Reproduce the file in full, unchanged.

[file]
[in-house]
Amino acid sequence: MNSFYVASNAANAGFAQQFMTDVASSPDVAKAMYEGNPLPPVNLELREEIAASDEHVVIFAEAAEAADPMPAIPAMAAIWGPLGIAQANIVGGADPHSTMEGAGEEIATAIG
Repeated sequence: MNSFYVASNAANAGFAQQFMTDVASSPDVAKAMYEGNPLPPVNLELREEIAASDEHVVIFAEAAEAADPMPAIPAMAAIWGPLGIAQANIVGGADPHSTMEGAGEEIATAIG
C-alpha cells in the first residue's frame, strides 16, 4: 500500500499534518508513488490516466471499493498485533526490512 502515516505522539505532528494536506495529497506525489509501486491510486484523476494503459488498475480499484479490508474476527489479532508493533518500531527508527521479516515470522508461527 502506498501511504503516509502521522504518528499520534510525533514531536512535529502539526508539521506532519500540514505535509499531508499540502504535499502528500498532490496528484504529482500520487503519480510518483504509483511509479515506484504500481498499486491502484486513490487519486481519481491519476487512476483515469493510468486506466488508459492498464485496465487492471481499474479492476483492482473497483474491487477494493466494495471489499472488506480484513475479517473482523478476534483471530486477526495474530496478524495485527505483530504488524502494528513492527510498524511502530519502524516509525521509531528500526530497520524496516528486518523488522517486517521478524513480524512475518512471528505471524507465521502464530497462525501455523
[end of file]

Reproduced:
[in-house]
Amino acid sequence: MNSFYVASNAANAGFAQQFMTDVASSPDVAKAMYEGNPLPPVNLELREEIAASDEHVVIFAEAAEAADPMPAIPAMAAIWGPLGIAQANIVGGADPHSTMEGAGEEIATAIG
Repeated sequence: MNSFYVASNAANAGFAQQFMTDVASSPDVAKAMYEGNPLPPVNLELREEIAASDEHVVIFAEAAEAADPMPAIPAMAAIWGPLGIAQANIVGGADPHSTMEGAGEEIATAIG
C-alpha cells in the first residue's frame, strides 16, 4: 500500500499534518508513488490516466471499493498485533526490512 502515516505522539505532528494536506495529497506525489509501486491510486484523476494503459488498475480499484479490508474476527489479532508493533518500531527508527521479516515470522508461527 502506498501511504503516509502521522504518528499520534510525533514531536512535529502539526508539521506532519500540514505535509499531508499540502504535499502528500498532490496528484504529482500520487503519480510518483504509483511509479515506484504500481498499486491502484486513490487519486481519481491519476487512476483515469493510468486506466488508459492498464485496465487492471481499474479492476483492482473497483474491487477494493466494495471489499472488506480484513475479517473482523478476534483471530486477526495474530496478524495485527505483530504488524502494528513492527510498524511502530519502524516509525521509531528500526530497520524496516528486518523488522517486517521478524513480524512475518512471528505471524507465521502464530497462525501455523